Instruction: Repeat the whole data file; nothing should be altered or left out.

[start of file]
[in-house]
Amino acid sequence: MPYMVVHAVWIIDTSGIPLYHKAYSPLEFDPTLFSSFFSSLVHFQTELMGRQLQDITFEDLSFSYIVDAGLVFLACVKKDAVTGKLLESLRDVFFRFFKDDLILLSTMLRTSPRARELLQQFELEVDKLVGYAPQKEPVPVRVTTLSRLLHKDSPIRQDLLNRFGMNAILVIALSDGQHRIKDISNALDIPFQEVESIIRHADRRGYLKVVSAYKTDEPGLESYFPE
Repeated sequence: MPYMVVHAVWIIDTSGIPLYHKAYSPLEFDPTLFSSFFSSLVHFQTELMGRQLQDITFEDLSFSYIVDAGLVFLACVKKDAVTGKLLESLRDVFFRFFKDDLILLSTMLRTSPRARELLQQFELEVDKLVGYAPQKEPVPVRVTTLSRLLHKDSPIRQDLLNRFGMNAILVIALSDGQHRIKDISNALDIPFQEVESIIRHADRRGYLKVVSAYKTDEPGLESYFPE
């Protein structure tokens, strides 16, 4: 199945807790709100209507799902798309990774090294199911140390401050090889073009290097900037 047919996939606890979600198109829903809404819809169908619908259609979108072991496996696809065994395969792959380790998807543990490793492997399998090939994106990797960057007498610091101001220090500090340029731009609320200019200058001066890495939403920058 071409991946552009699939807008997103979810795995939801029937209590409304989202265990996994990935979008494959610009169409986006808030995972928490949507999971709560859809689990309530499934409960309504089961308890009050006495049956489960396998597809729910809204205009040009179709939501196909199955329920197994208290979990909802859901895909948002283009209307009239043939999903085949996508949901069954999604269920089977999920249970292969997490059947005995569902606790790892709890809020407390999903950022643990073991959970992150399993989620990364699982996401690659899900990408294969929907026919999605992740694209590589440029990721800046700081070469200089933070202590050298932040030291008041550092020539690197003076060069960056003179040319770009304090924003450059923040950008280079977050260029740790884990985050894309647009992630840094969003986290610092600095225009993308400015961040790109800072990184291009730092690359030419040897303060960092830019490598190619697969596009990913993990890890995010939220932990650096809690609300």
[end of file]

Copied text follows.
[in-house]
Amino acid sequence: MPYMVVHAVWIIDTSGIPLYHKAYSPLEFDPTLFSSFFSSLVHFQTELMGRQLQDITFEDLSFSYIVDAGLVFLACVKKDAVTGKLLESLRDVFFRFFKDDLILLSTMLRTSPRARELLQQFELEVDKLVGYAPQKEPVPVRVTTLSRLLHKDSPIRQDLLNRFGMNAILVIALSDGQHRIKDISNALDIPFQEVESIIRHADRRGYLKVVSAYKTDEPGLESYFPE
Repeated sequence: MPYMVVHAVWIIDTSGIPLYHKAYSPLEFDPTLFSSFFSSLVHFQTELMGRQLQDITFEDLSFSYIVDAGLVFLACVKKDAVTGKLLESLRDVFFRFFKDDLILLSTMLRTSPRARELLQQFELEVDKLVGYAPQKEPVPVRVTTLSRLLHKDSPIRQDLLNRFGMNAILVIALSDGQHRIKDISNALDIPFQEVESIIRHADRRGYLKVVSAYKTDEPGLESYFPE
């Protein structure tokens, strides 16, 4: 199945807790709100209507799902798309990774090294199911140390401050090889073009290097900037 047919996939606890979600198109829903809404819809169908619908259609979108072991496996696809065994395969792959380790998807543990490793492997399998090939994106990797960057007498610091101001220090500090340029731009609320200019200058001066890495939403920058 071409991946552009699939807008997103979810795995939801029937209590409304989202265990996994990935979008494959610009169409986006808030995972928490949507999971709560859809689990309530499934409960309504089961308890009050006495049956489960396998597809729910809204205009040009179709939501196909199955329920197994208290979990909802859901895909948002283009209307009239043939999903085949996508949901069954999604269920089977999920249970292969997490059947005995569902606790790892709890809020407390999903950022643990073991959970992150399993989620990364699982996401690659899900990408294969929907026919999605992740694209590589440029990721800046700081070469200089933070202590050298932040030291008041550092020539690197003076060069960056003179040319770009304090924003450059923040950008280079977050260029740790884990985050894309647009992630840094969003986290610092600095225009993308400015961040790109800072990184291009730092690359030419040897303060960092830019490598190619697969596009990913993990890890995010939220932990650096809690609300």